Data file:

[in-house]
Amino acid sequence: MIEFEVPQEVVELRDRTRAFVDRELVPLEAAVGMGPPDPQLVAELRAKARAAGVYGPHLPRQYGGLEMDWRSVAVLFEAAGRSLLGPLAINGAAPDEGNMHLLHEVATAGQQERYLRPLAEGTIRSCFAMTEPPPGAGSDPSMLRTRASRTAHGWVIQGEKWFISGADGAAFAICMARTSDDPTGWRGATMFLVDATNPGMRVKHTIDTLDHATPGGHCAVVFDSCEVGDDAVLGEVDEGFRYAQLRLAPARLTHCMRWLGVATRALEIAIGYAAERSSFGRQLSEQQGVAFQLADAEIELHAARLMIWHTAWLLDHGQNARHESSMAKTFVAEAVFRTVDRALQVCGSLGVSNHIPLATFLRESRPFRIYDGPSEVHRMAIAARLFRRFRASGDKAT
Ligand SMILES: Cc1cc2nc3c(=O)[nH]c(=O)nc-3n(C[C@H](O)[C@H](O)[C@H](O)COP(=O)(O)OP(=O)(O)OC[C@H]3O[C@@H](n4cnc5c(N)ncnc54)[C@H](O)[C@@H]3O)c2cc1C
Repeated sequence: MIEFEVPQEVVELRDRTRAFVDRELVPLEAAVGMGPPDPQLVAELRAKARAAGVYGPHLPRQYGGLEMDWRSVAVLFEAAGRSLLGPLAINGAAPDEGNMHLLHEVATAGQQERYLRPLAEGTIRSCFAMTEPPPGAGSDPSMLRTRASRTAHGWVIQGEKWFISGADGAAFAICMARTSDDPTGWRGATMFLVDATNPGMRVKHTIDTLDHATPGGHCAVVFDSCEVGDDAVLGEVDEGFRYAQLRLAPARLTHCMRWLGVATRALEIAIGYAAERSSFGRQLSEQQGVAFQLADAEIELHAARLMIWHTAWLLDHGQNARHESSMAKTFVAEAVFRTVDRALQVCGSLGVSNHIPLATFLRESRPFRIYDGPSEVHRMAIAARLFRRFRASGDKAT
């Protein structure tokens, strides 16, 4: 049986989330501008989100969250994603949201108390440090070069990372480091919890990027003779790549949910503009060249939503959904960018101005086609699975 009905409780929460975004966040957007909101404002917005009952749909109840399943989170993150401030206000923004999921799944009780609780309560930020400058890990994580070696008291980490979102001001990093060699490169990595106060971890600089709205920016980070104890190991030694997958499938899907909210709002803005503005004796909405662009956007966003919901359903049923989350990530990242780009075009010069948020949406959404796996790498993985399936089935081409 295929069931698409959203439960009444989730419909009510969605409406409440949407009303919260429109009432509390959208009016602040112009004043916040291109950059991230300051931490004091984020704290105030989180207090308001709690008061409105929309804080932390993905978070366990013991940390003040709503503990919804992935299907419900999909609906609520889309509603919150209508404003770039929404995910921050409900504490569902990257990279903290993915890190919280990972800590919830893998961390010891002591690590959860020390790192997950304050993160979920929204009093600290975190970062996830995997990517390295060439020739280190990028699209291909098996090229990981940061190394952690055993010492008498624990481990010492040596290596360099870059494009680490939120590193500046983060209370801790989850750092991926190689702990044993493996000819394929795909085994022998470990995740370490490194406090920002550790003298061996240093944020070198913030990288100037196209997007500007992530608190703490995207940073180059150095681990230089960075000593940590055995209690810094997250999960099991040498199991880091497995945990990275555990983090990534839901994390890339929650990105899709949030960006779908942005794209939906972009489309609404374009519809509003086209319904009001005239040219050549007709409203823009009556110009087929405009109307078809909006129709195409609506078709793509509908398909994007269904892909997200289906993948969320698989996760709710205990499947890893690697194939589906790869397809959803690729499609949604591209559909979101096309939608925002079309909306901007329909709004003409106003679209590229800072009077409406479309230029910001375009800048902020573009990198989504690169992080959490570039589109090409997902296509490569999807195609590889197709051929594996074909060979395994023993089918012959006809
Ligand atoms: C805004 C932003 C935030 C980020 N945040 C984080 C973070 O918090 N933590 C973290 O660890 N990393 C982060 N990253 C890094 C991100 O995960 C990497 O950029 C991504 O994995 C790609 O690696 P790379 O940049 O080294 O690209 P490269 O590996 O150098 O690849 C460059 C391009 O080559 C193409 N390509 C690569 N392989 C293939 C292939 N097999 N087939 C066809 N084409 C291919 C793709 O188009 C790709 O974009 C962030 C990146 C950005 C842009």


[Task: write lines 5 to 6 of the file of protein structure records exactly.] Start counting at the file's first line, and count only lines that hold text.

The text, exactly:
């Protein structure tokens, strides 16, 4: 049986989330501008989100969250994603949201108390440090070069990372480091919890990027003779790549949910503009060249939503959904960018101005086609699975 009905409780929460975004966040957007909101404002917005009952749909109840399943989170993150401030206000923004999921799944009780609780309560930020400058890990994580070696008291980490979102001001990093060699490169990595106060971890600089709205920016980070104890190991030694997958499938899907909210709002803005503005004796909405662009956007966003919901359903049923989350990530990242780009075009010069948020949406959404796996790498993985399936089935081409 295929069931698409959203439960009444989730419909009510969605409406409440949407009303919260429109009432509390959208009016602040112009004043916040291109950059991230300051931490004091984020704290105030989180207090308001709690008061409105929309804080932390993905978070366990013991940390003040709503503990919804992935299907419900999909609906609520889309509603919150209508404003770039929404995910921050409900504490569902990257990279903290993915890190919280990972800590919830893998961390010891002591690590959860020390790192997950304050993160979920929204009093600290975190970062996830995997990517390295060439020739280190990028699209291909098996090229990981940061190394952690055993010492008498624990481990010492040596290596360099870059494009680490939120590193500046983060209370801790989850750092991926190689702990044993493996000819394929795909085994022998470990995740370490490194406090920002550790003298061996240093944020070198913030990288100037196209997007500007992530608190703490995207940073180059150095681990230089960075000593940590055995209690810094997250999960099991040498199991880091497995945990990275555990983090990534839901994390890339929650990105899709949030960006779908942005794209939906972009489309609404374009519809509003086209319904009001005239040219050549007709409203823009009556110009087929405009109307078809909006129709195409609506078709793509509908398909994007269904892909997200289906993948969320698989996760709710205990499947890893690697194939589906790869397809959803690729499609949604591209559909979101096309939608925002079309909306901007329909709004003409106003679209590229800072009077409406479309230029910001375009800048902020573009990198989504690169992080959490570039589109090409997902296509490569999807195609590889197709051929594996074909060979395994023993089918012959006809
Ligand atoms: C805004 C932003 C935030 C980020 N945040 C984080 C973070 O918090 N933590 C973290 O660890 N990393 C982060 N990253 C890094 C991100 O995960 C990497 O950029 C991504 O994995 C790609 O690696 P790379 O940049 O080294 O690209 P490269 O590996 O150098 O690849 C460059 C391009 O080559 C193409 N390509 C690569 N392989 C293939 C292939 N097999 N087939 C066809 N084409 C291919 C793709 O188009 C790709 O974009 C962030 C990146 C950005 C842009």